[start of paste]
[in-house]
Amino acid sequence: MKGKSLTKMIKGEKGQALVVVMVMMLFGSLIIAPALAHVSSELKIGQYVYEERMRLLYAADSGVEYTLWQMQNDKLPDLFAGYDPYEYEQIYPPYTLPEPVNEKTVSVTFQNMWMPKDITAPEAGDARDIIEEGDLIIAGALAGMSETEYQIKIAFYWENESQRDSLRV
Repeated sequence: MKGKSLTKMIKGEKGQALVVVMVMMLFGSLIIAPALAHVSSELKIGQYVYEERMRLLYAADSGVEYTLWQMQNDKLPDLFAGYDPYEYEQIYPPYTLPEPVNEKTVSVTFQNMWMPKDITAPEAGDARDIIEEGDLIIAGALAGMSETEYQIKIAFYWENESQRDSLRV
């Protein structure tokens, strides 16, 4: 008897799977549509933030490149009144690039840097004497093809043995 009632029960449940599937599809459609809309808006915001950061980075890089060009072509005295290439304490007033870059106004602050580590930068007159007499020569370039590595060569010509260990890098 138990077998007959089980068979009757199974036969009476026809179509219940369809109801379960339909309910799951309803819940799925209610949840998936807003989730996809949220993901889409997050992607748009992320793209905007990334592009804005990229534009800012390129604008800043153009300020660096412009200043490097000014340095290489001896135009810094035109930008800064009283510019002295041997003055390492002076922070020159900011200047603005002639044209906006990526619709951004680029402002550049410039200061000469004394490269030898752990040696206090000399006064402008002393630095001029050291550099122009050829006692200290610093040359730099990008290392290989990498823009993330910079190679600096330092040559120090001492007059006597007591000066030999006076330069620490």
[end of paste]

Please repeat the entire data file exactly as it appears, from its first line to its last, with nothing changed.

[in-house]
Amino acid sequence: MKGKSLTKMIKGEKGQALVVVMVMMLFGSLIIAPALAHVSSELKIGQYVYEERMRLLYAADSGVEYTLWQMQNDKLPDLFAGYDPYEYEQIYPPYTLPEPVNEKTVSVTFQNMWMPKDITAPEAGDARDIIEEGDLIIAGALAGMSETEYQIKIAFYWENESQRDSLRV
Repeated sequence: MKGKSLTKMIKGEKGQALVVVMVMMLFGSLIIAPALAHVSSELKIGQYVYEERMRLLYAADSGVEYTLWQMQNDKLPDLFAGYDPYEYEQIYPPYTLPEPVNEKTVSVTFQNMWMPKDITAPEAGDARDIIEEGDLIIAGALAGMSETEYQIKIAFYWENESQRDSLRV
């Protein structure tokens, strides 16, 4: 008897799977549509933030490149009144690039840097004497093809043995 009632029960449940599937599809459609809309808006915001950061980075890089060009072509005295290439304490007033870059106004602050580590930068007159007499020569370039590595060569010509260990890098 138990077998007959089980068979009757199974036969009476026809179509219940369809109801379960339909309910799951309803819940799925209610949840998936807003989730996809949220993901889409997050992607748009992320793209905007990334592009804005990229534009800012390129604008800043153009300020660096412009200043490097000014340095290489001896135009810094035109930008800064009283510019002295041997003055390492002076922070020159900011200047603005002639044209906006990526619709951004680029402002550049410039200061000469004394490269030898752990040696206090000399006064402008002393630095001029050291550099122009050829006692200290610093040359730099990008290392290989990498823009993330910079190679600096330092040559120090001492007059006597007591000066030999006076330069620490």